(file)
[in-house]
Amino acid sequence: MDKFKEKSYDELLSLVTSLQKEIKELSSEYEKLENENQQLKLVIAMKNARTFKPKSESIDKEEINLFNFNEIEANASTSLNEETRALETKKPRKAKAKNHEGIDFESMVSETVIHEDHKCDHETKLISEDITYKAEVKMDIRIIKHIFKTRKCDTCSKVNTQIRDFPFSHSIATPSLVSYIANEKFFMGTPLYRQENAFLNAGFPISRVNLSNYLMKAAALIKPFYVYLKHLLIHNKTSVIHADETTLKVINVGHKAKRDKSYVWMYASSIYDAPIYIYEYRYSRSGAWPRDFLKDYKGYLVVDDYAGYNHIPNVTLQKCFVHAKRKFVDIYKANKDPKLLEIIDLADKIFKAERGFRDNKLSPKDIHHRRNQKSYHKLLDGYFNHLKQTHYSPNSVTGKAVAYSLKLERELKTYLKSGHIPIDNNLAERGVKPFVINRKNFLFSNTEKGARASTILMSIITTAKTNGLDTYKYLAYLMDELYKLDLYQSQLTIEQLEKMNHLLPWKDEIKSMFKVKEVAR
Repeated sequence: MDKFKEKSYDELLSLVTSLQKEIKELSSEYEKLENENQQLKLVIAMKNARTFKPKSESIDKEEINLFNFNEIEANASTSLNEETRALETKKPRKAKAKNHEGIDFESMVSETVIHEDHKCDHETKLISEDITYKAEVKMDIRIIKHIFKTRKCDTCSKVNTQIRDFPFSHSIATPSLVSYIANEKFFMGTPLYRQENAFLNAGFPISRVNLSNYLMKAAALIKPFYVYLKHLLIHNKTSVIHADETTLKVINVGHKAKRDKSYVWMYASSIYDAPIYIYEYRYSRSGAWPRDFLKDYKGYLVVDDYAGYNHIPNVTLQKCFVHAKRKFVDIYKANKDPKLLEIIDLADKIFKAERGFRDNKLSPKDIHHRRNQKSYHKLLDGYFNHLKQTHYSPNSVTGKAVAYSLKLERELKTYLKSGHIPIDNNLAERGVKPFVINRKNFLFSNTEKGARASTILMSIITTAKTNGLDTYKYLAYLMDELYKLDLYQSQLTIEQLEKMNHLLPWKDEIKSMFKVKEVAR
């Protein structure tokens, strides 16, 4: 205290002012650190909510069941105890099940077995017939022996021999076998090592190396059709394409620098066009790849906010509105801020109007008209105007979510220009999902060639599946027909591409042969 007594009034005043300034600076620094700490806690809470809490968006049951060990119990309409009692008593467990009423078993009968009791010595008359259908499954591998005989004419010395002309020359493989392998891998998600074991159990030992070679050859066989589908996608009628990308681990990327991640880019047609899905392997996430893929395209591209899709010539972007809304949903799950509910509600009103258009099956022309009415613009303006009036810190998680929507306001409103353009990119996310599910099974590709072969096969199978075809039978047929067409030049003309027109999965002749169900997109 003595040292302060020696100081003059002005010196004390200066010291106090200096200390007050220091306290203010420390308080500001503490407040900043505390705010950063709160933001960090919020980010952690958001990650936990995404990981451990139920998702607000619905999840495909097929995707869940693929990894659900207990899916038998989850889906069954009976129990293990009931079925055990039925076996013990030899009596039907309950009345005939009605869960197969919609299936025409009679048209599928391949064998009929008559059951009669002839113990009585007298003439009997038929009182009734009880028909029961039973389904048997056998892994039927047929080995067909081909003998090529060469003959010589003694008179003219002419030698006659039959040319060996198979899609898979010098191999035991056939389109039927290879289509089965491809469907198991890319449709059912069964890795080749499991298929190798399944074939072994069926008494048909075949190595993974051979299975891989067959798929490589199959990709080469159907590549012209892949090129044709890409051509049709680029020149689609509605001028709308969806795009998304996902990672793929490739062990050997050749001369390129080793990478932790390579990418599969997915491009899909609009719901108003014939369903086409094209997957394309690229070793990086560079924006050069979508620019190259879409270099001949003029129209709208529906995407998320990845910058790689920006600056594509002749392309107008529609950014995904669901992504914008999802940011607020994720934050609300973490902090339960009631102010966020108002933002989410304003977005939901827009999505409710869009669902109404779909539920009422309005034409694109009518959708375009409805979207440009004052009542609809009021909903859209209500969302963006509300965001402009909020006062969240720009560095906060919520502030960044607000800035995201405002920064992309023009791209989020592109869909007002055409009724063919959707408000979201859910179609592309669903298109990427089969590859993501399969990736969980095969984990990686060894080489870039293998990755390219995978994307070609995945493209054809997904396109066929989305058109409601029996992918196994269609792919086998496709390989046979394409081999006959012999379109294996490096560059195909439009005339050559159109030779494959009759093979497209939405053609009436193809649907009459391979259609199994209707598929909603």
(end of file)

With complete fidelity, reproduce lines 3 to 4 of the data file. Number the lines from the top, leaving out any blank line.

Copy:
Repeated sequence: MDKFKEKSYDELLSLVTSLQKEIKELSSEYEKLENENQQLKLVIAMKNARTFKPKSESIDKEEINLFNFNEIEANASTSLNEETRALETKKPRKAKAKNHEGIDFESMVSETVIHEDHKCDHETKLISEDITYKAEVKMDIRIIKHIFKTRKCDTCSKVNTQIRDFPFSHSIATPSLVSYIANEKFFMGTPLYRQENAFLNAGFPISRVNLSNYLMKAAALIKPFYVYLKHLLIHNKTSVIHADETTLKVINVGHKAKRDKSYVWMYASSIYDAPIYIYEYRYSRSGAWPRDFLKDYKGYLVVDDYAGYNHIPNVTLQKCFVHAKRKFVDIYKANKDPKLLEIIDLADKIFKAERGFRDNKLSPKDIHHRRNQKSYHKLLDGYFNHLKQTHYSPNSVTGKAVAYSLKLERELKTYLKSGHIPIDNNLAERGVKPFVINRKNFLFSNTEKGARASTILMSIITTAKTNGLDTYKYLAYLMDELYKLDLYQSQLTIEQLEKMNHLLPWKDEIKSMFKVKEVAR
């Protein structure tokens, strides 16, 4: 205290002012650190909510069941105890099940077995017939022996021999076998090592190396059709394409620098066009790849906010509105801020109007008209105007979510220009999902060639599946027909591409042969 007594009034005043300034600076620094700490806690809470809490968006049951060990119990309409009692008593467990009423078993009968009791010595008359259908499954591998005989004419010395002309020359493989392998891998998600074991159990030992070679050859066989589908996608009628990308681990990327991640880019047609899905392997996430893929395209591209899709010539972007809304949903799950509910509600009103258009099956022309009415613009303006009036810190998680929507306001409103353009990119996310599910099974590709072969096969199978075809039978047929067409030049003309027109999965002749169900997109 003595040292302060020696100081003059002005010196004390200066010291106090200096200390007050220091306290203010420390308080500001503490407040900043505390705010950063709160933001960090919020980010952690958001990650936990995404990981451990139920998702607000619905999840495909097929995707869940693929990894659900207990899916038998989850889906069954009976129990293990009931079925055990039925076996013990030899009596039907309950009345005939009605869960197969919609299936025409009679048209599928391949064998009929008559059951009669002839113990009585007298003439009997038929009182009734009880028909029961039973389904048997056998892994039927047929080995067909081909003998090529060469003959010589003694008179003219002419030698006659039959040319060996198979899609898979010098191999035991056939389109039927290879289509089965491809469907198991890319449709059912069964890795080749499991298929190798399944074939072994069926008494048909075949190595993974051979299975891989067959798929490589199959990709080469159907590549012209892949090129044709890409051509049709680029020149689609509605001028709308969806795009998304996902990672793929490739062990050997050749001369390129080793990478932790390579990418599969997915491009899909609009719901108003014939369903086409094209997957394309690229070793990086560079924006050069979508620019190259879409270099001949003029129209709208529906995407998320990845910058790689920006600056594509002749392309107008529609950014995904669901992504914008999802940011607020994720934050609300973490902090339960009631102010966020108002933002989410304003977005939901827009999505409710869009669902109404779909539920009422309005034409694109009518959708375009409805979207440009004052009542609809009021909903859209209500969302963006509300965001402009909020006062969240720009560095906060919520502030960044607000800035995201405002920064992309023009791209989020592109869909007002055409009724063919959707408000979201859910179609592309669903298109990427089969590859993501399969990736969980095969984990990686060894080489870039293998990755390219995978994307070609995945493209054809997904396109066929989305058109409601029996992918196994269609792919086998496709390989046979394409081999006959012999379109294996490096560059195909439009005339050559159109030779494959009759093979497209939405053609009436193809649907009459391979259609199994209707598929909603």